Direct Provision and Childcare

October 28, 2013 at 8:48 am | Posted in Uncategorized | Leave a comment

The Irish Times today reports that a government briefing document argues against changing the Direct Provision system because a better (ie humane and just) system would attract asylum-seekers from the UK and would cost too much.

Thus do we come to a moment of truth – what are we really prepared to do to protect vulnerable people and children? After all the Reports – Ryan – and all the pieties – the Taoiseach’s words regarding the Magdalen Laundry women – we are left with the same old reality. Poor and vulnerable children are not worth spending too much money on. If those children are not from among those who count – they are travellers, or born outside wedlock, or are poor, or are foreign – then we don’t really care.

This is the truth we must keep before us when listening again to ministers, including the Minister of Children, when they speak about the centrality of children’s rights. The test of their authenticity is the abolition of Direct Provision immediately so 5,000 people and 1,700 children can be treated as human beings.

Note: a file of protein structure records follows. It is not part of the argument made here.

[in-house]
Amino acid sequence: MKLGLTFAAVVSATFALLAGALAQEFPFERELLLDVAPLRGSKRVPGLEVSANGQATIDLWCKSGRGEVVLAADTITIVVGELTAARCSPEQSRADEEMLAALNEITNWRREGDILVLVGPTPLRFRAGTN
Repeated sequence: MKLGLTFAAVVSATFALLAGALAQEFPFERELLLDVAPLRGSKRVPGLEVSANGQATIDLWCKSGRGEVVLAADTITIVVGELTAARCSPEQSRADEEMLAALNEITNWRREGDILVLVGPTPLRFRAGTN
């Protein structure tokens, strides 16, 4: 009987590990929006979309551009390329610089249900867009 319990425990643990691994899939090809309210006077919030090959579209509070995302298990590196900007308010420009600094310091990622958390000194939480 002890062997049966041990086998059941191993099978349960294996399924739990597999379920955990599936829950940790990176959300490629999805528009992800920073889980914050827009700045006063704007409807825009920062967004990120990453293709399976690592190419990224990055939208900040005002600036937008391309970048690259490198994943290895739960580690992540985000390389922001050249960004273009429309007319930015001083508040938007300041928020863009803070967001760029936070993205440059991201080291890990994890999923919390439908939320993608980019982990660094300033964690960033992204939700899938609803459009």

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Feasta statement on Budget 2013

October 16, 2013 at 8:18 am | Posted in Uncategorized | Leave a comment

Feasta, the Foundation for the Economics of Sustainability, today described Budget 2013 as yet another wasted opportunity to address our urgent environmental and social challenges. A true budget is one which balances not financial income and expenditure but human and ecological needs.
The debate surrounding the budget was characterised by a false choice between ‘austerity’ or ‘growth’. In fact, neither option is viable. Instead, what is needed is a radical re-structuring of our economy to ensure that we live within ecological limits in a just manner.

The urgency of this has never been more apparent. Climate change is firmly underway, resource constraints are more apparent and the fantasy that we can have endless economic growth is more clearly illusory than ever before.

Today’s budget was constructed within an out-dated and dysfunctional mindset. The false choice between ‘austerity’ or growth is blinding us one more time to the true choice before us – that between genuine sustainability or not. The greatest challenge before our societies remains to see our world as it is rather than through the distorting lens of a dominant ideology which believes in infinite growth within a finite planet.

A new economic and social model is required. For its part, Feasta will continue to develop and present ideas and models which sketch out a resilient and sustainable world. We call on all political representatives to become planetary realists rather than economic growth fantasists.

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